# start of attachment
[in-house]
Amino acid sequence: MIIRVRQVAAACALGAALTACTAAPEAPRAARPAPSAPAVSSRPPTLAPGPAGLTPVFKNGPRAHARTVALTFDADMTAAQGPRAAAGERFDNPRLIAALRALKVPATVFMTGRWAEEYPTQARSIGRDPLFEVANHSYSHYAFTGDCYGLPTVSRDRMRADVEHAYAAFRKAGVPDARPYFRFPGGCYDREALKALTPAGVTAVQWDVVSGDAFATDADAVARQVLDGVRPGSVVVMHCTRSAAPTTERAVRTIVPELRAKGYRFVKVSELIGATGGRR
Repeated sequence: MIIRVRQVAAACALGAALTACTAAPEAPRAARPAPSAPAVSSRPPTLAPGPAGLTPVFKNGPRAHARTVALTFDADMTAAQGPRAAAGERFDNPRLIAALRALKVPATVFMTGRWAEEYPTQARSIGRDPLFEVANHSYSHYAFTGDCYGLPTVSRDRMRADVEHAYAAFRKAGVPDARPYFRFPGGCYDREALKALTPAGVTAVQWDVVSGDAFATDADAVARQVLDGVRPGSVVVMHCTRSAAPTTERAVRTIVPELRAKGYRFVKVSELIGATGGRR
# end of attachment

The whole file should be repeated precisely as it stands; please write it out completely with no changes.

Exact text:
[in-house]
Amino acid sequence: MIIRVRQVAAACALGAALTACTAAPEAPRAARPAPSAPAVSSRPPTLAPGPAGLTPVFKNGPRAHARTVALTFDADMTAAQGPRAAAGERFDNPRLIAALRALKVPATVFMTGRWAEEYPTQARSIGRDPLFEVANHSYSHYAFTGDCYGLPTVSRDRMRADVEHAYAAFRKAGVPDARPYFRFPGGCYDREALKALTPAGVTAVQWDVVSGDAFATDADAVARQVLDGVRPGSVVVMHCTRSAAPTTERAVRTIVPELRAKGYRFVKVSELIGATGGRR
Repeated sequence: MIIRVRQVAAACALGAALTACTAAPEAPRAARPAPSAPAVSSRPPTLAPGPAGLTPVFKNGPRAHARTVALTFDADMTAAQGPRAAAGERFDNPRLIAALRALKVPATVFMTGRWAEEYPTQARSIGRDPLFEVANHSYSHYAFTGDCYGLPTVSRDRMRADVEHAYAAFRKAGVPDARPYFRFPGGCYDREALKALTPAGVTAVQWDVVSGDAFATDADAVARQVLDGVRPGSVVVMHCTRSAAPTTERAVRTIVPELRAKGYRFVKVSELIGATGGRR